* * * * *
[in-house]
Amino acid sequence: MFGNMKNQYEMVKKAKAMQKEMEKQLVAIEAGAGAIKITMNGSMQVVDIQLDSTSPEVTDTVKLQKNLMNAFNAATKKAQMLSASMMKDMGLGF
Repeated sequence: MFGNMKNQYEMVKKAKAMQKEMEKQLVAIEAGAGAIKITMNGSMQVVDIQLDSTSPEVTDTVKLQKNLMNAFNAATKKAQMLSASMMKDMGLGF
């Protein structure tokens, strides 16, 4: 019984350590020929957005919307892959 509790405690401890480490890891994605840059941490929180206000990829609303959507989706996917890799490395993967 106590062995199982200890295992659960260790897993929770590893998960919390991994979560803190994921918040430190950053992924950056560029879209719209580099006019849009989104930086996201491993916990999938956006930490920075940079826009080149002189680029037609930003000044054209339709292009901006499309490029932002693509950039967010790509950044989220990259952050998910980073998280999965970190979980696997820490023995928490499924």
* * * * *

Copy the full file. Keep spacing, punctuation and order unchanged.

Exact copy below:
[in-house]
Amino acid sequence: MFGNMKNQYEMVKKAKAMQKEMEKQLVAIEAGAGAIKITMNGSMQVVDIQLDSTSPEVTDTVKLQKNLMNAFNAATKKAQMLSASMMKDMGLGF
Repeated sequence: MFGNMKNQYEMVKKAKAMQKEMEKQLVAIEAGAGAIKITMNGSMQVVDIQLDSTSPEVTDTVKLQKNLMNAFNAATKKAQMLSASMMKDMGLGF
């Protein structure tokens, strides 16, 4: 019984350590020929957005919307892959 509790405690401890480490890891994605840059941490929180206000990829609303959507989706996917890799490395993967 106590062995199982200890295992659960260790897993929770590893998960919390991994979560803190994921918040430190950053992924950056560029879209719209580099006019849009989104930086996201491993916990999938956006930490920075940079826009080149002189680029037609930003000044054209339709292009901006499309490029932002693509950039967010790509950044989220990259952050998910980073998280999965970190979980696997820490023995928490499924």